The question of Evan Engram is one of the more interesting ones relating to the New York Giants. The 2017 first round draft pick was expected to take a step forward from last season, where he showed promise and laid a good foundation to improve on. But now that his sophomore season is here, things have been more up and down for Engram. The tight end has been one of the more polarizing players on this year’s Giants team.
Some of the criticism that Engram has gained throughout the season is deserved. Tight ends have to be able to catch the ball or block, and Engram has picked up a reputation for drops. He’s never been a true blocking tight end, so it’s natural that Engram has high expectations when it comes to the passing game.
But on the other hand, it’s important to remember that this is a second year player. It takes time to get used to the differences between the NFL and college, especially for a player that has to run routes and catch the ball against NFL defensive backs. That experience can be gained through more playing time, which is why it’s confusing that the Giants are showing signs of pulling the plug on the Engram experiment already.
I understand the #Giants new regime didn't draft Evan Engram, but you have a 6-3 WR/TE hybrid with a 37-inch vert and 4.41 speed and yet he is never used up the seam, no sign of deep overs or vertical routes out of the slot, and NO designs for him in the red zone. #GiantsPride
— Dan Schneier (@DanSchneierNFL) November 13, 2018
Engram was only targeted twice during the Tampa game, catching both passes, but the low numbers can be explained by the fact that he wasn’t on the field very much.
“It was kind of a slow start for me. The team was playing great. But, it took a little bit for me to get into a rhythm with that one catch. I keep telling myself that a big play is going to come. It’s going to happen. Just being there when my number is called, that’s just my mindset,” said Engram, after the win.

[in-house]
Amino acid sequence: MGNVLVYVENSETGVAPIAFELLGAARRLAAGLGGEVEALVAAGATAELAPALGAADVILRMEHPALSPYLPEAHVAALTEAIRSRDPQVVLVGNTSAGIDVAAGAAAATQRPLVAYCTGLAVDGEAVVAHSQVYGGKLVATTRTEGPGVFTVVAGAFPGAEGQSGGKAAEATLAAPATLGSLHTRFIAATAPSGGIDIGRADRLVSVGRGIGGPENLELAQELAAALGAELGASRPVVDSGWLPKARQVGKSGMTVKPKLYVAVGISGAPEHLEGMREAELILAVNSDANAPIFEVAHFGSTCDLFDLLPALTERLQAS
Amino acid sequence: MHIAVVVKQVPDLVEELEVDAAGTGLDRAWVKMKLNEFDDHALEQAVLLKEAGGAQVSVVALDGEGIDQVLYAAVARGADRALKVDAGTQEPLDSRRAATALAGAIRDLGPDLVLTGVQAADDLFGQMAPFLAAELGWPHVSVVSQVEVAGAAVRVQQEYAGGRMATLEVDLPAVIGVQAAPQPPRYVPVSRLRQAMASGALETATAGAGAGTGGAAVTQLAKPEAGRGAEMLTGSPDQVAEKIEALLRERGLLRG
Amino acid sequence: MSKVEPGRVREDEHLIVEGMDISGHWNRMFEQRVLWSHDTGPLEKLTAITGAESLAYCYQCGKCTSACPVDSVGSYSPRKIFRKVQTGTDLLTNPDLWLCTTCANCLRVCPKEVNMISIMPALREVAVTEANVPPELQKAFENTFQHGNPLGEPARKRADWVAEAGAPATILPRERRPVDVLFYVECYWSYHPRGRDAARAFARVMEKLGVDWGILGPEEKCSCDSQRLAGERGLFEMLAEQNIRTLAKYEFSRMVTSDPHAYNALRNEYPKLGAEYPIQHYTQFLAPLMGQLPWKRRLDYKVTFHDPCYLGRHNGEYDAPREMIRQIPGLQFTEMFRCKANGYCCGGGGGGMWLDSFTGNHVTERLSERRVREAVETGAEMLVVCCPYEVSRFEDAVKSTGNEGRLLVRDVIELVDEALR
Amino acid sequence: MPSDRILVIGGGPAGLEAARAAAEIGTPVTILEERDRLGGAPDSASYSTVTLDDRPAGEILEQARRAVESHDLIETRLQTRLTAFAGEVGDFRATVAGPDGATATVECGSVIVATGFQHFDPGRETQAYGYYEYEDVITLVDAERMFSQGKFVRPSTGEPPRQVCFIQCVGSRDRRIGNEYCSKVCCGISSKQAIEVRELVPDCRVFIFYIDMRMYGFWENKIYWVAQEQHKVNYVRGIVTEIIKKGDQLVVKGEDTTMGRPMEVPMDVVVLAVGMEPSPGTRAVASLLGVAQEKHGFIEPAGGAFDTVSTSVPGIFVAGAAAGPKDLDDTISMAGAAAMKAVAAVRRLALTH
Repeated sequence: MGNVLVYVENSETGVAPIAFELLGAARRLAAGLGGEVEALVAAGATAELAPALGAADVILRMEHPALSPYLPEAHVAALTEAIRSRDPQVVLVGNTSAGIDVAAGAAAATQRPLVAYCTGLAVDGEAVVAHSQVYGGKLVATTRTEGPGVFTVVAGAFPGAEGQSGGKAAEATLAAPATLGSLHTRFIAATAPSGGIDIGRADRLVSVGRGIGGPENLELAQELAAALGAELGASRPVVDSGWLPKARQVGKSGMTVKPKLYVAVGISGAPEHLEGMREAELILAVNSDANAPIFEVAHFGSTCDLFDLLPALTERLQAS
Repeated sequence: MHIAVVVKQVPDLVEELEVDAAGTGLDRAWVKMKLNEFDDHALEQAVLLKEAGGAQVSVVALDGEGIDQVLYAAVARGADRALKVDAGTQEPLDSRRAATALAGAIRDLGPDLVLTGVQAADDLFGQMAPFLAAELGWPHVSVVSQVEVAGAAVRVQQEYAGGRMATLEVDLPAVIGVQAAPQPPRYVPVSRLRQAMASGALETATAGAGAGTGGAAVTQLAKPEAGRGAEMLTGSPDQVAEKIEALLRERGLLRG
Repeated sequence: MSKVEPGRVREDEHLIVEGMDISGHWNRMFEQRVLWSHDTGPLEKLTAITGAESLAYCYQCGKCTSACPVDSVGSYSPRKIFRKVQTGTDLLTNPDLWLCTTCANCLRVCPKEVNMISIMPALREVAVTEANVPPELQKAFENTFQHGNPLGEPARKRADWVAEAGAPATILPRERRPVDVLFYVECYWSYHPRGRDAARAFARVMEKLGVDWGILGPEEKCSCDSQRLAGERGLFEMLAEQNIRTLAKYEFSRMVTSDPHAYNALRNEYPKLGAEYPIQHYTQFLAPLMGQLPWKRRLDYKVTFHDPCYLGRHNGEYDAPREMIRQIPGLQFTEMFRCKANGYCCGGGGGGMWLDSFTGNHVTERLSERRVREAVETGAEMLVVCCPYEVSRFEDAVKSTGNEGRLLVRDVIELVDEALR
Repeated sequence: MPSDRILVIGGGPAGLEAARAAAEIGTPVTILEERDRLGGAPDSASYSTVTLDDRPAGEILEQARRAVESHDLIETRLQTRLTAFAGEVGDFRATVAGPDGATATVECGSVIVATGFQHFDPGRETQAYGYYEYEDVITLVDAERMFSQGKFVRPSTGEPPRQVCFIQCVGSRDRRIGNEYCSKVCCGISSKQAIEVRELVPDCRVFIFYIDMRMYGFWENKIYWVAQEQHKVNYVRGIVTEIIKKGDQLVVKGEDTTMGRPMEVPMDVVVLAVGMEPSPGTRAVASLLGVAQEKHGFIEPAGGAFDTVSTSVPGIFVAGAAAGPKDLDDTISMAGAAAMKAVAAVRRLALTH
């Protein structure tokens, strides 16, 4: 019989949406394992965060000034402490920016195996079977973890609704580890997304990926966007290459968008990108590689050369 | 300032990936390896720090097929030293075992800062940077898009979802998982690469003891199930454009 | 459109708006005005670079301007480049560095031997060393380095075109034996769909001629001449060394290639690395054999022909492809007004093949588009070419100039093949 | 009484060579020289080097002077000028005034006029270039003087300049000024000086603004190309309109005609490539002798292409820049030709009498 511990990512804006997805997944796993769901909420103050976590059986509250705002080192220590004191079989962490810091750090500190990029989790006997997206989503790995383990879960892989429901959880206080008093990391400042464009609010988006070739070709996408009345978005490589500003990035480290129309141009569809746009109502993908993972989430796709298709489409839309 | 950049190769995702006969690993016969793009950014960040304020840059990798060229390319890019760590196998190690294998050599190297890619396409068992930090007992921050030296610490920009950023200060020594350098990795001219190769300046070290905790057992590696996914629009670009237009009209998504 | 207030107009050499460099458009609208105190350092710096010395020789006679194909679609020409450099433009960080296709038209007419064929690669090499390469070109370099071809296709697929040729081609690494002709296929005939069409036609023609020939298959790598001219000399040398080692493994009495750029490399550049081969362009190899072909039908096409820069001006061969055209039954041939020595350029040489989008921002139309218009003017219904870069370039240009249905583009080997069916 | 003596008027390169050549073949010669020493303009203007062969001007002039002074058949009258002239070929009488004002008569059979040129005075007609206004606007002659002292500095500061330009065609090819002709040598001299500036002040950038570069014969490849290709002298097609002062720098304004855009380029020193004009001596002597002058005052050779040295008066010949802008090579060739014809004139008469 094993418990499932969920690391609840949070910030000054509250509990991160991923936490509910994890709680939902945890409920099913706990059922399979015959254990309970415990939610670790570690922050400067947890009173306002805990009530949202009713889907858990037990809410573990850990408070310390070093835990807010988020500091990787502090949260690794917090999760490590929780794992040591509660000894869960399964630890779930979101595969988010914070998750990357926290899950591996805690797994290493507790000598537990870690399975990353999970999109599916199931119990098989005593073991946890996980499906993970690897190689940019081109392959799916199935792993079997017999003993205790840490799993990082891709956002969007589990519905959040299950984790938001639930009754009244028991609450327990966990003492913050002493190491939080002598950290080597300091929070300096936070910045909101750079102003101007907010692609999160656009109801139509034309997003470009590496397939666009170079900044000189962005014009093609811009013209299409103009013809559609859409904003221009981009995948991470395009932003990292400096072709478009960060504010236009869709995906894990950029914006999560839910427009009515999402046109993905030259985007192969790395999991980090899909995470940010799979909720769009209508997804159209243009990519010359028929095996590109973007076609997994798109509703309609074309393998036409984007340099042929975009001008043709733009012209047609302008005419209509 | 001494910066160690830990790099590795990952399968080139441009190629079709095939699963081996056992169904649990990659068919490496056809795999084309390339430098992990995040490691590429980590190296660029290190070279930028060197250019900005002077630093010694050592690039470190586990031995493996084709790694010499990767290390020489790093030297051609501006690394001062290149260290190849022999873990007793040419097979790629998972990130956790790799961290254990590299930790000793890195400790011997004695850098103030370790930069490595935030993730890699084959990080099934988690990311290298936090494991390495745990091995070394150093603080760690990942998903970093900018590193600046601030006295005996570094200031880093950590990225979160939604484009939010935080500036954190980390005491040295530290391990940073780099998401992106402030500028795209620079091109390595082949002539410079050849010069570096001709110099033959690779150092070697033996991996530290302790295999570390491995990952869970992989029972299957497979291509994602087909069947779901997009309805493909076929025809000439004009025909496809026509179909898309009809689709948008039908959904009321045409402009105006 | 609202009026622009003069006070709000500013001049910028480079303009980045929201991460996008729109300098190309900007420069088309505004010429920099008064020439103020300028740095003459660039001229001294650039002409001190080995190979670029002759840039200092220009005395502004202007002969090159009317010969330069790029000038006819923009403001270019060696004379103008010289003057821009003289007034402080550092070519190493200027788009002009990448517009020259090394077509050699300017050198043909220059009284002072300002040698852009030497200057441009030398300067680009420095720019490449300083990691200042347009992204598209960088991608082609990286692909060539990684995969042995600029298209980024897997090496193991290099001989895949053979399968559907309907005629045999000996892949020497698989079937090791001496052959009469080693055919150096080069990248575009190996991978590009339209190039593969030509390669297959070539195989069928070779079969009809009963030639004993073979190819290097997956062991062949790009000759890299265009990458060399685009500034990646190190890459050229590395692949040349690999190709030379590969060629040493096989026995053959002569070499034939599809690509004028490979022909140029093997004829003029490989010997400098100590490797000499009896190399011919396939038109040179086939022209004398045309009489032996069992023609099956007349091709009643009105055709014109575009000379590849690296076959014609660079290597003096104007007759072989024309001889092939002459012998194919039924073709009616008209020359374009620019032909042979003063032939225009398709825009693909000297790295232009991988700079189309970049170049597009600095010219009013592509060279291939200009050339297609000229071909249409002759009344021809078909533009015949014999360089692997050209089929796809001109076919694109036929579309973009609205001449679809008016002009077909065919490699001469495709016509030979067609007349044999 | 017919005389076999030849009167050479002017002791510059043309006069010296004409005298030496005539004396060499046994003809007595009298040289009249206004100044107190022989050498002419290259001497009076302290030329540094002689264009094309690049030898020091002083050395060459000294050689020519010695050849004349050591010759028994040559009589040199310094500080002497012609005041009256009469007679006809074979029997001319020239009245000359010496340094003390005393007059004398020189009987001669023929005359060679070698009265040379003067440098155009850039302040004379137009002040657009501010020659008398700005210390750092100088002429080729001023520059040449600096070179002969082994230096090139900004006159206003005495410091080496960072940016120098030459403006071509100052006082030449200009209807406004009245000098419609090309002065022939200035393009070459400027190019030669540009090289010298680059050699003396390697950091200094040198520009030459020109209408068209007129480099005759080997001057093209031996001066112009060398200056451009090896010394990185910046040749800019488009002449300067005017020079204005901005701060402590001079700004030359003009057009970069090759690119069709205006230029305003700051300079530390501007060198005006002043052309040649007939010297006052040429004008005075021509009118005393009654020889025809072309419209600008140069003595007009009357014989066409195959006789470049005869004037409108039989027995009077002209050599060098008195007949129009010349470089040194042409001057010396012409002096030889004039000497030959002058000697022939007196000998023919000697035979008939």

However, it seems like his number was called less than usual. He only played 17 snaps, which effectively means that Engram played the Tampa game as backup to Rhett Ellison. Such a switch isn’t something that was foreseen by just about anyone before the start of the season, and is also a reduction of Engram’s playing time compared to the 49ers game where he was targeted five times and had four catches.
What’s the motive for giving Engram less playing time? Well, it’s impossible to know for sure without being inside the Giants locker room and finding out directly from the coaching staff. One possibility is that Engram doesn’t fit into the plans that new head coach Pat Shurmur has, which may differ from those of the previous organization.
But that theory is an odd one. It’s hard to imagine that any coach would have a hard time fitting Engram into their offense. The Giants aren’t a run-centric team that needs larger tight ends who specialize in blocking, and Engram is a versatile threat in the passing game who also benefits from opposing defenses paying more attention to other players, such as Odell Beckham Jr., Saquon Barkley, and Sterling Shepard.
Additionally, if the Giants want to trade Engram in the offseason to move up in the draft, it would hurt his trade value to cut him out of the game plan. The fact that he only played 17 snaps against Tampa is baffling, and Rhett Ellison hasn’t performed well enough to make the claim that the benching is for performance reasons.
That’s not to say that Engram is performing the same as he did last season. It looks like he might finish with slightly worse stats at this rate, but that makes sense. After all, he was injured in the Houston game and missed a few weeks because of it, earlier in the season.
So why didn’t Engram play much against Tampa? The only conclusion that can be easily assumed is that he doesn’t fit into the team’s preferred strategies. Why that’s the case is a mystery, and something that the public likely won’t know for a while, if ever.
One can only hope that going into the game against Philadelphia, this tactical decision to underutilize a very promising player doesn’t backfire for Pat Shurmur.
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